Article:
The book was “War, Peace, and Nonresistance” by Guy Hershberger. I read it from cover to cover and went back for another book he had written called “The Way of the Cross in Human Relations.” The nursing staff at the hospital had given me a modern language Bible called the Living Bible. Reading the New Testament in that version made it come alive for me.
What I was learning from this is that the way of peace is rooted in the life and witness of Jesus. It wasn’t just another Old Order Mennonite rule like wearing plain clothes. The way of peace relates to how we raise our children, how we resolve conflicts in our churches, how we conduct business and deal with labor relations—it’s about all of life. Yes it’s also about being a conscientious objector to war but it doesn’t start there.
As I now look back, I recognize this awakening as a conversion experience. It enabled me to give my life to Jesus, to follow him in a new way, and to love God with all my heart, soul, and mind. It was so liberating. It set me on a completely different trajectory in life. Even to this day, I look back on it as a marker in my journey of faith that shapes the kind of person I am becoming as a disciple of Jesus.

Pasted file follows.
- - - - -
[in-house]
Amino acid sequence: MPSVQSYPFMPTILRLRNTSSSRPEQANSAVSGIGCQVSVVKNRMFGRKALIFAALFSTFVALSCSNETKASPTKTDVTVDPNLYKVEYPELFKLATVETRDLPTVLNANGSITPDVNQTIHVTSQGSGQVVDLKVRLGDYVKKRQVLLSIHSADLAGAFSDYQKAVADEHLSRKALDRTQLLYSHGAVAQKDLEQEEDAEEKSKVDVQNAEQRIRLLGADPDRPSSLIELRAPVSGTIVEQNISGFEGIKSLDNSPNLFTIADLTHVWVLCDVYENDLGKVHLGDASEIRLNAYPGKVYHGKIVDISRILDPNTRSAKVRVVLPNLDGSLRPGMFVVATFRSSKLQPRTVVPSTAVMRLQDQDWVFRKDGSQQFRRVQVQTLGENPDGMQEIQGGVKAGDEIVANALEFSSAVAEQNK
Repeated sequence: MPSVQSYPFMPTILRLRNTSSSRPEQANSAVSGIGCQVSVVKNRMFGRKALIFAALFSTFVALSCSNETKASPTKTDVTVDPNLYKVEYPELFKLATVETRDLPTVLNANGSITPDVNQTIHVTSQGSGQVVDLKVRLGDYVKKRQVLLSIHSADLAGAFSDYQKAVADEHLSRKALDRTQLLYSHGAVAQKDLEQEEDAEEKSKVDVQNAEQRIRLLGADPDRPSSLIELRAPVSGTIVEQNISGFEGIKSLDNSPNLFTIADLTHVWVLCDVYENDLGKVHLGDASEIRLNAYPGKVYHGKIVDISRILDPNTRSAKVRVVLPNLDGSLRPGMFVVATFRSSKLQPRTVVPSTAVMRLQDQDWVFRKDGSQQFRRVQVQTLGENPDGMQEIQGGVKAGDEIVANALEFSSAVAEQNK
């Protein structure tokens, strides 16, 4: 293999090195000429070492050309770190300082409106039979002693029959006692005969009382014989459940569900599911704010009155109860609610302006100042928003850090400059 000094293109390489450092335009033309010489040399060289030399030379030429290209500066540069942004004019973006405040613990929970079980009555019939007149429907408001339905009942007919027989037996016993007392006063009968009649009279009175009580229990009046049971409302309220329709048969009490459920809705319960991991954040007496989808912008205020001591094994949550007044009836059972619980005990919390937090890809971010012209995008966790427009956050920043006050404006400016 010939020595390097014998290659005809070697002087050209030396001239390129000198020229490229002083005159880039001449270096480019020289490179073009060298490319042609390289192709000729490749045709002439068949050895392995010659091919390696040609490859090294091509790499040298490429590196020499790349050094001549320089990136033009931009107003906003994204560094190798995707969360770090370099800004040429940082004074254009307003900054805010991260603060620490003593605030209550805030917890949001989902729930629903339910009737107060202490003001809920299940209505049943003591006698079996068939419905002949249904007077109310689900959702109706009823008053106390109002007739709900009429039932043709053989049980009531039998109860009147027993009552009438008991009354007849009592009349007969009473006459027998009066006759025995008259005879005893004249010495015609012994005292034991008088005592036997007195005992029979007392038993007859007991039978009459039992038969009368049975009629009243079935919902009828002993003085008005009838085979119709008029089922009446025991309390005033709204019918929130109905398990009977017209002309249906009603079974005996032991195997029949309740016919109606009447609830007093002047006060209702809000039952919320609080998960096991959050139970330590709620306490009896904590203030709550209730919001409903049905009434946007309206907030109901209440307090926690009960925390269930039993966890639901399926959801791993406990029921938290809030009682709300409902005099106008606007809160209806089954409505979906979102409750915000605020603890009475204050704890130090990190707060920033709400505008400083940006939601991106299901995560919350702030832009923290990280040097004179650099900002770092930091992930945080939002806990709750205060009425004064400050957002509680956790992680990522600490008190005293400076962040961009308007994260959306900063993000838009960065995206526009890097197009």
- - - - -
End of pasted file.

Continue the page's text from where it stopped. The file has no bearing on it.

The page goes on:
Loving our enemies is the heart of the gospel. To only love our neighbors makes us no different from anyone else. It’s normal to return love for love and hate for hate. But we’re God’s children and we participate in the nature of our God who unconditionally loves everybody—no exceptions.
Jesus tells us to pray for our enemies. Biblical scholar Douglas Hare says that praying for our enemies means more than entreating God to help them to change their attitudes and behavior, though that is by no means excluded. This is how I pray for people in authority, including the police, who devalue black lives. But even more is expected of us.
Praying for enemies involves a serious attempt to see them from God’s point of view. We cannot earnestly pray for enemies without acknowledging our common humanity; they too have been created in the image of God, and no behavior, no matter how nefarious can erase that image. . . We cannot pray fervently for our enemies without reminding ourselves that the God who is able to love us despite our disobedience is able to also love those who hate and abuse us. Seeing our enemies in the light of God’s love is the first step toward surprising then with positive acts.